Sam Eskin (1898-1974) was an ethnomusicologist who traveled widely in the U.S. and beyond recording folk music. He was actively recording musical and cultural events for more than thirty years, from 1938 to 1969. His extraordinary audio collection includes material from the U.S., Latin America, the British Isles, the Middle East, the Caribbean, and East Asia.
Eskin visited Ajijic during the time a friend, African American artist and photographer Ernest Alexander, was running Club Alacrán (The Scorpion Club), sometime between about 1950 and 1952. The second part of Eskin’s sound recording entitled Mexican firecrackers: a prayer and a festival (Smithsonian Folkways, 2001) was recorded from the patio of the Scorpion Club and features a religious festival in Ajijic, complete with church bells and pre-dawn firecrackers.
Eskin is quoted in the cover notes (written by Emory Cook) as saying that,
I was rudely awakened at three or four in the morning. The uproar was really deafening. I reached out from my bunk and flipped the tape machine on, set level and dozed off again. Fifteen minutes later firecrackers started going off, and sleep was no more that night…. Strangely enough, El Escorpion’s patio was infested with black widow spiders.”
Cook concludes his cover notes by writing,
In Mexico one religious festival follows closely on the heels of another. one never knows at what moment all heaven will break loose with church bells, firecrackers, singing, mariachis, brass bands. The entire populace along with roosters and dogs are swept on into the contagious festival spirit.”
(Emory Cook (1913-2002) was an audio engineer and inventor. From 1952 to 1966 Cook recorded, manufactured, and distributed some of the highest quality audio recordings in the world.)
Sam Eskin was born in Washington, D.C. on 5 July 1898. He left school after the 8th grade and worked at a wide variety of jobs, including stints as a taxi driver, clerk, magazine reporter, logger, merchant seaman, cattle hand and cannery worker, before working for 15 years for UPS (United Parcel Service). Settling in Woodstock, New York, Eskin read widely on folksongs, becoming a self-taught folklorist, primarily interested in “the collection, preservation, and evaluation of American folksongs, indigenous music, dance music, primitive drumming, oral storytelling, and oral histories.”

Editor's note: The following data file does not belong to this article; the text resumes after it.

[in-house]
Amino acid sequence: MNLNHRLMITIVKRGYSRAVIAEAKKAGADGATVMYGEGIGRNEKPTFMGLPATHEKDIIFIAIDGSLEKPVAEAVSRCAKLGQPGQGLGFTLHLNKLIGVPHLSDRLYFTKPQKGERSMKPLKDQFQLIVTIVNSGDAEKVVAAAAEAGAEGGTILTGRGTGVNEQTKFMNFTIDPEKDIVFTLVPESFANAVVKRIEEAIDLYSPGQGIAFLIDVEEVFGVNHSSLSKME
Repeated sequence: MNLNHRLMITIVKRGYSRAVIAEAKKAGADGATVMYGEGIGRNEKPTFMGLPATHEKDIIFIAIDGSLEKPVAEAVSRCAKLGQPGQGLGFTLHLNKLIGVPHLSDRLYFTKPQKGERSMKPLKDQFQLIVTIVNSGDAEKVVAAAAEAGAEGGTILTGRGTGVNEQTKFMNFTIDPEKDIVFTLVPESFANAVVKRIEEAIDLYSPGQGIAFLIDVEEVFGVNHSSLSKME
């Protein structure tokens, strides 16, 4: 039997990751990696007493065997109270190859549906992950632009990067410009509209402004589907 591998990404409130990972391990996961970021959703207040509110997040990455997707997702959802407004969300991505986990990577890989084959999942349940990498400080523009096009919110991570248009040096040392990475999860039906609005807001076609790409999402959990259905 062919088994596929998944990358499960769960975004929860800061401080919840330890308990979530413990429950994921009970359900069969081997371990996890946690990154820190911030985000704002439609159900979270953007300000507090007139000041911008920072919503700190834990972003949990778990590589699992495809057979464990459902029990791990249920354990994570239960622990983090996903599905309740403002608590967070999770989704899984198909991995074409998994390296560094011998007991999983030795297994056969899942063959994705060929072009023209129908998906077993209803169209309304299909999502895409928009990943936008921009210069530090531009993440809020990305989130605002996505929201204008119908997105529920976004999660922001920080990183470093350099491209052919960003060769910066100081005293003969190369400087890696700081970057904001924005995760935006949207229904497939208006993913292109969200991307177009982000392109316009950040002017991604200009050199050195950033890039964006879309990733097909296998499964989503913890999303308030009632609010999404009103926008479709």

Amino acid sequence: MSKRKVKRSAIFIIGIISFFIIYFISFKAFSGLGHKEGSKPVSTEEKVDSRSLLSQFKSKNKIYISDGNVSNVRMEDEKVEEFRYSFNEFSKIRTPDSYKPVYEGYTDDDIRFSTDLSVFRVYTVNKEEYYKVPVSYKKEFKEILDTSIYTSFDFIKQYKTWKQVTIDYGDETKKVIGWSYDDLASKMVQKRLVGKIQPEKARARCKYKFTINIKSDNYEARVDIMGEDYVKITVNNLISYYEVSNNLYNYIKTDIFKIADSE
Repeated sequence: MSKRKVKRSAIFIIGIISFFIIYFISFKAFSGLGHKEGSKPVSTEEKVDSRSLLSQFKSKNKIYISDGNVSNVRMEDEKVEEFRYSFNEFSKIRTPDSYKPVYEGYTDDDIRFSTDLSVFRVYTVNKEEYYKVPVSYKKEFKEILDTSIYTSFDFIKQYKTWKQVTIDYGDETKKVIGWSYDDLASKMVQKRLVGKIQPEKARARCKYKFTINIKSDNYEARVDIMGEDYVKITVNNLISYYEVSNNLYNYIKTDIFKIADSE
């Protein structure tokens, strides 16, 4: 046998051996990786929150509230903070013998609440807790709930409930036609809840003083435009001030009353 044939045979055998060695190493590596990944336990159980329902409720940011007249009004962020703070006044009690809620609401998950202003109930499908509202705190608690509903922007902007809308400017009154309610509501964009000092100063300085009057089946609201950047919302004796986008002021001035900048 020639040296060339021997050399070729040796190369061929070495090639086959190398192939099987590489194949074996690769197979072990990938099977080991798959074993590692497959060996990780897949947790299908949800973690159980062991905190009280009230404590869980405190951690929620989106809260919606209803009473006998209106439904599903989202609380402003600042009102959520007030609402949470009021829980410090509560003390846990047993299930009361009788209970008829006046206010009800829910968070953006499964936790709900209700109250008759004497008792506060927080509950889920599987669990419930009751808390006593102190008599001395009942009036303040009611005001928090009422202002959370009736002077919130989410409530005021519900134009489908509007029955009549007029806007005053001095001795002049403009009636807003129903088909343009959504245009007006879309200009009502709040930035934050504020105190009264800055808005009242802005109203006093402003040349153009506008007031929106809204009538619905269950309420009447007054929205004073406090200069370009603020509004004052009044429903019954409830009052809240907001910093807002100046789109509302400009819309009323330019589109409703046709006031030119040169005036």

His interest in recording folk music coincided with a time of considerable technological advancement in recording equipment and Eskin embraced new emerging technology, regularly upgrading his disc and reel-to-reel tape recorders, amplifiers, and speakers.
Eskin made friends wherever he went and was able to make recordings in an amazing variety of settings. He gave numerous lectures to audiences at universities, workshops and folk festivals, and released two commercial albums, Sea Shanties and Loggers Songs, and the four-disc set Sam Eskin Songs and Ballads.
For more about Sam Eskin, see the Library of Congress Guide to the Sam Eskin Collection, 1939-1969.
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Tony Burton’s books include “Lake Chapala: A Postcard History” (2022), “Foreign Footprints in Ajijic” (2022), “If Walls Could Talk: Chapala’s historic buildings and their former occupants” (2020), (available in translation as “Si Las Paredes Hablaran”), “Mexican Kaleidoscope” (2016), and “Lake Chapala Through the Ages” (2008).
Just great there are folks like this recording life for us to enjoy and ponder upon years later.